Deficits in motor function, in the form of hemiparesis or hemiplegia, are a frequent consequence of cerebral stroke . Even though motor function may be regained to some extent through intensive rehabilitative training following acute treatment of stroke, deficits in hand function often remain [2, 3]. Following discharge from the rehabilitation unit, patients are typically asked to perform unsupervised self-training in their own home. The lack of supervision during training at home will likely have an impact on the patient’s training compliance and training quality. Therefore, it is important to perform regular evaluations of the patient’s functional level in order to provide useful supervision and to maintain patient motivation. The patients’ performance in a specific motor function test provides valuable insight into whether the training scheme chosen for a patient is effective or it should be changed. Thus, it is very important that the motor function tests being used are objective and reflect the actual functional level of the patient being tested. Several validated motor function tests including assessment of hand function exist, e.g. Jebsen Test of Hand Function , Action Research Arm Test , Fugl-Meyer Assessment , Wolf Motor Function Test (WMFT) , Box and Blocks Test  and Nine Hole Peg Test . Common for all these tests is that they must be administered by a therapist, which might be a source for variability in the test results, and cause the test results not always to be completely reproducible and objective. In tests including performance time as an outcome measure, e.g. the WMFT, the reaction time of the subject could introduce a bias to the results, as suggested by previous studies [10, 11]. Likewise, the end time of the test would likely be subjected to a bias, since the examiner has a finite reaction time. Thus, both the reaction time of the examiner and the subject could be potential sources of bias and variability in timed motor function tests. The sensitivity of a motor function test is affected by sources of bias and variability and therefore it is of interest to minimize these, to make detection of even small changes possible.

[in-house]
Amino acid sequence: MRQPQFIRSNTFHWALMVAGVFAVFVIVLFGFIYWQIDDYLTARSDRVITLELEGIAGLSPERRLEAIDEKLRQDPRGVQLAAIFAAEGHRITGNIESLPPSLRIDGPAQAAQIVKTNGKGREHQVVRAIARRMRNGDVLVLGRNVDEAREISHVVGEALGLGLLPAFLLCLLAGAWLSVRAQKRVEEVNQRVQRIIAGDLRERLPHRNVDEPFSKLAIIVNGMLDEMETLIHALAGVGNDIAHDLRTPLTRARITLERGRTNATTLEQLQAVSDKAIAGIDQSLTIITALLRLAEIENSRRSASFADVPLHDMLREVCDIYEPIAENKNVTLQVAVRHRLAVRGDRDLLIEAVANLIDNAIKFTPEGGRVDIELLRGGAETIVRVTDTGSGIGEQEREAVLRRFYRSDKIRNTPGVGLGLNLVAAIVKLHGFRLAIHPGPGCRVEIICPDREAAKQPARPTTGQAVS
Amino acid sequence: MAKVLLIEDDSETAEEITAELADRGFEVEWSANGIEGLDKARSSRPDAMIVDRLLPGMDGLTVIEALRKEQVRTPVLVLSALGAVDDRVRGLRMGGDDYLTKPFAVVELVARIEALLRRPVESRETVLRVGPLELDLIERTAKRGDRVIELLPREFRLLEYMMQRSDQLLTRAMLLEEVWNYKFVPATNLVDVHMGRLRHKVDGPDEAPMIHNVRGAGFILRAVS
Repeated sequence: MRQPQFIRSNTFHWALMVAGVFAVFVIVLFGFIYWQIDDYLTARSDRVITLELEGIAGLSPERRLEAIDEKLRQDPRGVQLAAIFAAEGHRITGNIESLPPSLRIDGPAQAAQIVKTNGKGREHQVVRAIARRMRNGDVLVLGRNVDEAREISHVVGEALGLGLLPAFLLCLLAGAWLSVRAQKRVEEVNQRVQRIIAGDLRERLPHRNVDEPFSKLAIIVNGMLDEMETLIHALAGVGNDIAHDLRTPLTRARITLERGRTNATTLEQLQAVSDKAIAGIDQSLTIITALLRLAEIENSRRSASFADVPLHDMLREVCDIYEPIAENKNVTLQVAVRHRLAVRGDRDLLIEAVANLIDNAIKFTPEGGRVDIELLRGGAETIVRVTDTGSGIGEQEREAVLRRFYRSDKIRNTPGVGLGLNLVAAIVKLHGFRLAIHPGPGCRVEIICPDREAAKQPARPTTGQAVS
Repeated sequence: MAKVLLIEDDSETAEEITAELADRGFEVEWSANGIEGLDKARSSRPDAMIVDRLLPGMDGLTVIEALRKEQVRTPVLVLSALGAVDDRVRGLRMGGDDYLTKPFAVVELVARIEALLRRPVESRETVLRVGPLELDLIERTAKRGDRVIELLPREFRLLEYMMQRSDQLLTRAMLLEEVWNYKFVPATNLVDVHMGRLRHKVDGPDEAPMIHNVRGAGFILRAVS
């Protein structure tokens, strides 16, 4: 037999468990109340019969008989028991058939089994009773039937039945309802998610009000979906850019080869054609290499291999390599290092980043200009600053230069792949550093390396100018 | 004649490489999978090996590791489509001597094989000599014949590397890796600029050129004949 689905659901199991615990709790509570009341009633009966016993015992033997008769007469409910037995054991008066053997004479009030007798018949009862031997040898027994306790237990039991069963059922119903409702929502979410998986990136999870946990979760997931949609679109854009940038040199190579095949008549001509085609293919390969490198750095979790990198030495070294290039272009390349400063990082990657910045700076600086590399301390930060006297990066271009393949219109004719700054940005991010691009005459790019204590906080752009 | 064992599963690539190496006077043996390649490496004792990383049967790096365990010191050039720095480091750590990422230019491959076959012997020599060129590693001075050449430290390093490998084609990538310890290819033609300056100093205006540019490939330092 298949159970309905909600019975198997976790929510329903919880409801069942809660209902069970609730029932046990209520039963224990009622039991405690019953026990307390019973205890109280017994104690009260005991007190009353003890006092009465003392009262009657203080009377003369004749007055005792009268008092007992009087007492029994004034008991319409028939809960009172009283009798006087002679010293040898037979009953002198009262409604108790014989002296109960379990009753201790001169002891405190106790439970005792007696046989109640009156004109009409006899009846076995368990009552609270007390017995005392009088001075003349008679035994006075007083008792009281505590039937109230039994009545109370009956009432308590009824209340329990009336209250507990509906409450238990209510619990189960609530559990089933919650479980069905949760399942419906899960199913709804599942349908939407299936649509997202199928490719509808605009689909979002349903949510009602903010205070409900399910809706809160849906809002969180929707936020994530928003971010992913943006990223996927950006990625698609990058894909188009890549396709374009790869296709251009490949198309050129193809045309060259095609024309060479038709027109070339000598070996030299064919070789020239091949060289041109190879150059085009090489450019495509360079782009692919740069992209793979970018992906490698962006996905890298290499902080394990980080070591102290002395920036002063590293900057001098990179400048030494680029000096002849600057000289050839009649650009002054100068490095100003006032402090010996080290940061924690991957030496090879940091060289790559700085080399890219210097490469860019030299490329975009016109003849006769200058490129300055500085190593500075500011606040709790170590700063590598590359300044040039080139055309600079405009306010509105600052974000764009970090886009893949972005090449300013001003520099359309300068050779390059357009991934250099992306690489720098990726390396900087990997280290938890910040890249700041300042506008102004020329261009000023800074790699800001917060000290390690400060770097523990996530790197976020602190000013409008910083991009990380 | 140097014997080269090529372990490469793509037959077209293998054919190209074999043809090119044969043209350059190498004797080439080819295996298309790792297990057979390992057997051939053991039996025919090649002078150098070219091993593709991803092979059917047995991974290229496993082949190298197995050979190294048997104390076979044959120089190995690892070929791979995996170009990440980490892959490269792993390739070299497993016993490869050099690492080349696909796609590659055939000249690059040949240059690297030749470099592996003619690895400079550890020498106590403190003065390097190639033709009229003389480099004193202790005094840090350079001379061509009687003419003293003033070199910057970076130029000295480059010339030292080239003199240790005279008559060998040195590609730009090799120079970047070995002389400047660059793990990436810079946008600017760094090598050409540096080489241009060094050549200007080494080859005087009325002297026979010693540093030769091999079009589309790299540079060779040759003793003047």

By automating motor function tests, the objectivity of the tests would be increased. This might also make possible to use the tests at remote sites, without direct supervision, as a part of a tele-rehabilitation service. Finally, automated tests could be administered more frequently. Previous studies have shown that selected parts of the WMFT can be automated by use of motion sensors mounted on the body of healthy subjects  and stroke patients . Both systems automated the test by analyzing three-dimensional kinematics data from body-worn sensors (inertial measurement units) mounted on the most affected wrist, arm and shoulder of stroke patients [10, 11]. Similarly, using inertial measurement unit sensors, Yang et al. (2013) showed that when administering the 10 m walking test, the output from their system was in close agreement with the walking speeds estimated using a stop-watch . These systems require though correct positioning and mounting of the motion sensors . Huang et al. (2012) showed that also a computer vision based approach, consisting of a monitor camera and a Xilinx Virtex II Pro Field Programmable Gate Array (for computation), may be used for automating the WMFT. All participants being tested had to wear a black sweatband on the wrist of the extremity being tested . Another low-price method for capturing the movements of a patient performing a motor function test is the Microsoft Kinect sensor (Kinect). By using a Kinect, the need for body mounted sensors is eliminated, thus lowering the susceptibility to data loss and easing donning and doffing of the system. Furthermore, the Microsoft Kinect sensor is a low-cost commercially available device. In this paper, we describe the design and test of a Kinect based system for automatic evaluation of a standardized, validated motor function test, administered to stroke patients with hand function deficits. The Modified Jebsen Test of Hand Function (MJT) , initially proposed by Bovend’Eerdt et al. (2004) as a test for assessment of gross functional dexterity in stroke patients, was selected for automation as this test is easy to administer and takes short time to complete.